The Phoenicians were among the greatest traders of their time and they owed much of their prosperity to this trade. Many great landlocked Mesopotamian cities depended on the Phoenicians for their seaports, so they could exchange their goods. The cost of transport over land was much higher than it was to move goods on ships. Land transport was done in two or four wheeled carts and it was dependent on roads and animals, which both needed costly maintenance, and this was also much slower and it had a more limited capacity. Two things made the Phoenicians great traders, their ships and their alphabet. The Phoenicians made the most high tech ships of their time, which used mostly sails, but occasionally oars and rowers were employed and these cargo ships were much faster and more efficient than any others, until the Greeks finally took over.
Phoenician interactions with other nations became the source of their lifeblood and their power. Their merchants bartered just about anything they got their hands on, acting as middlemen for their neighbors, so needing to learn foreign languages and becoming familiar with other civilizations customs, was an essential skill for them to acquire. The extensive trade that the Phoenicians conducted required a great deal of book keeping and correspondence, as merchants and traders had to record contracts, receipts, and lists of goods. The Egyptians had developed a method of writing which used pictures to symbolize their words, however the Phoenicians simplified this down from word symbols to syllable symbols, which they called the alphabet.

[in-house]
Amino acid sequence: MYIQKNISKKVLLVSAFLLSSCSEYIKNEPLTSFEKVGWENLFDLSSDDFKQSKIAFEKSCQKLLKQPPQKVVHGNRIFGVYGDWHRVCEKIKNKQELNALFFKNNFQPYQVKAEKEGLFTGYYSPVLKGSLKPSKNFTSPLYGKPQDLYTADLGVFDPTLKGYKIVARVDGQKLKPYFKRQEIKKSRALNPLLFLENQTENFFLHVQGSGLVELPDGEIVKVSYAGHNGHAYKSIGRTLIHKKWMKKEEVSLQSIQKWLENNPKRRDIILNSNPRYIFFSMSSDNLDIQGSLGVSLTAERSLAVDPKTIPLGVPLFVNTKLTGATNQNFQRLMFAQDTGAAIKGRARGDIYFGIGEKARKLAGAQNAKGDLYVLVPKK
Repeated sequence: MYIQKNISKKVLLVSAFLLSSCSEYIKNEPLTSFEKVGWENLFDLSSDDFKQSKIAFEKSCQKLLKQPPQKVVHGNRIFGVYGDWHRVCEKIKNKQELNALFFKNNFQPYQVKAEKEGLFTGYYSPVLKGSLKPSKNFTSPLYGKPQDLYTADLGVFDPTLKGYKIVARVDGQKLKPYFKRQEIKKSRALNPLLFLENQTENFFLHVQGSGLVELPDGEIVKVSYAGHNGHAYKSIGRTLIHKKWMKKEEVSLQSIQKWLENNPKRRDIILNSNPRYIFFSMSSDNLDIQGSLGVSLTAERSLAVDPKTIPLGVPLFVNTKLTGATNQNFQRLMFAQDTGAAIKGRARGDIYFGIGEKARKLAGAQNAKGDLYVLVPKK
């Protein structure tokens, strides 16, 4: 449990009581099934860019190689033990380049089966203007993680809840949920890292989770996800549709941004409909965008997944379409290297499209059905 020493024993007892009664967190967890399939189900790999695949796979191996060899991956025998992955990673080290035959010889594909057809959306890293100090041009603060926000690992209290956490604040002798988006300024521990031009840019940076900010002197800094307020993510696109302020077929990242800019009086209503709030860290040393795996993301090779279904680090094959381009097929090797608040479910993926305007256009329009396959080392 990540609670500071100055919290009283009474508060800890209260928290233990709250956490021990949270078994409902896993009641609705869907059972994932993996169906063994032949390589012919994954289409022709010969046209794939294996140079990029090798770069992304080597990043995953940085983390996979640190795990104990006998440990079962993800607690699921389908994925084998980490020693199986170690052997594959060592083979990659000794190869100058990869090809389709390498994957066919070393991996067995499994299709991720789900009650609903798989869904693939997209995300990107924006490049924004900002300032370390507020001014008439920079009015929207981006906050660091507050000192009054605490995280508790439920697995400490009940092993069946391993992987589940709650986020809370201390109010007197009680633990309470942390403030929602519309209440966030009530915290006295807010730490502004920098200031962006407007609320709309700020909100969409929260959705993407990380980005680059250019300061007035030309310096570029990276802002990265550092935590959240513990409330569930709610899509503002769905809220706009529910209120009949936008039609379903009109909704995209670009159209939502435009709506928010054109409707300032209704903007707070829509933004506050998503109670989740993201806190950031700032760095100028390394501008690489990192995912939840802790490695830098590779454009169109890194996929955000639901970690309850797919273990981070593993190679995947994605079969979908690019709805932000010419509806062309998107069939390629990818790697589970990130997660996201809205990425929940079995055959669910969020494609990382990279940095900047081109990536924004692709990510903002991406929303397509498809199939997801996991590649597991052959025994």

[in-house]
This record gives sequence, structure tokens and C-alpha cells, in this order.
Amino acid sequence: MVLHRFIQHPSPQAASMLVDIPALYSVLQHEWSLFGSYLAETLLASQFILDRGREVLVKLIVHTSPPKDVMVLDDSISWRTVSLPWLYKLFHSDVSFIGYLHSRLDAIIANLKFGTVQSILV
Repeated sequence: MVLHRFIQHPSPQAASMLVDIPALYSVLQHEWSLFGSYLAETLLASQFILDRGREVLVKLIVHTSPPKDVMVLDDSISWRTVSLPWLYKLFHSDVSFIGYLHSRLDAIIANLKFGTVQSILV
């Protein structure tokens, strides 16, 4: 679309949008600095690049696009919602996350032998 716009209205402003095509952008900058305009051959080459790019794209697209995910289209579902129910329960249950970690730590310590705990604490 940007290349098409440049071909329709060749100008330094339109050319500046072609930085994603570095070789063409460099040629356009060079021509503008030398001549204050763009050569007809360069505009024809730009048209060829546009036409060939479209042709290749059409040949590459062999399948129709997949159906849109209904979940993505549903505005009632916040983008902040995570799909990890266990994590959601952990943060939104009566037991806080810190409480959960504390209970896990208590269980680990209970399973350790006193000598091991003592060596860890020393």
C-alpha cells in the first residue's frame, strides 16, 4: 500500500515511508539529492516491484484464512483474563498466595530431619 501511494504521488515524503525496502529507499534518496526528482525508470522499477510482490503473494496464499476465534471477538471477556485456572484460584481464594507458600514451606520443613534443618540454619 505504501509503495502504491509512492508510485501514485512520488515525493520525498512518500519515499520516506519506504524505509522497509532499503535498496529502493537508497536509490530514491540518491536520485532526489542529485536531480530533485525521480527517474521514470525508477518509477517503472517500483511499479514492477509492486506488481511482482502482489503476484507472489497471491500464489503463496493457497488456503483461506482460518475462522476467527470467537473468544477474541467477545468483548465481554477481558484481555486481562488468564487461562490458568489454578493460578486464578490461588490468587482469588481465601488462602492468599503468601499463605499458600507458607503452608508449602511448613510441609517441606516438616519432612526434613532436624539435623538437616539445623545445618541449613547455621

Phoenician words were able to be formed from a few simple and regular laws with this new method. Twenty two symbols in different combinations were able to replace thousands of more complicated symbols. Once the Phoenicians began using the alphabet to keep track of their trade records, others that were exposed to this, saw it as a much more simple and easy way of keeping business records. When money and wealth are involved, people become highly motivated to learn the system and make sure that transactions are being accurately recorded. The Phoenician alphabet gained momentum as it proved to be so much better than any of the previous methods being used by other people and many foreigners modified it for their own languages. The Phoenicians not only contributed the basic alphabet, but they also were responsible for making papyrus the common substance for writing, as once their written language was established, it was inscribed on Egyptian papyrus. The Greeks associated their love of writing with the Phoenicians so much that they called the major Phoenician city Byblos, which was derived from the Greek word for book.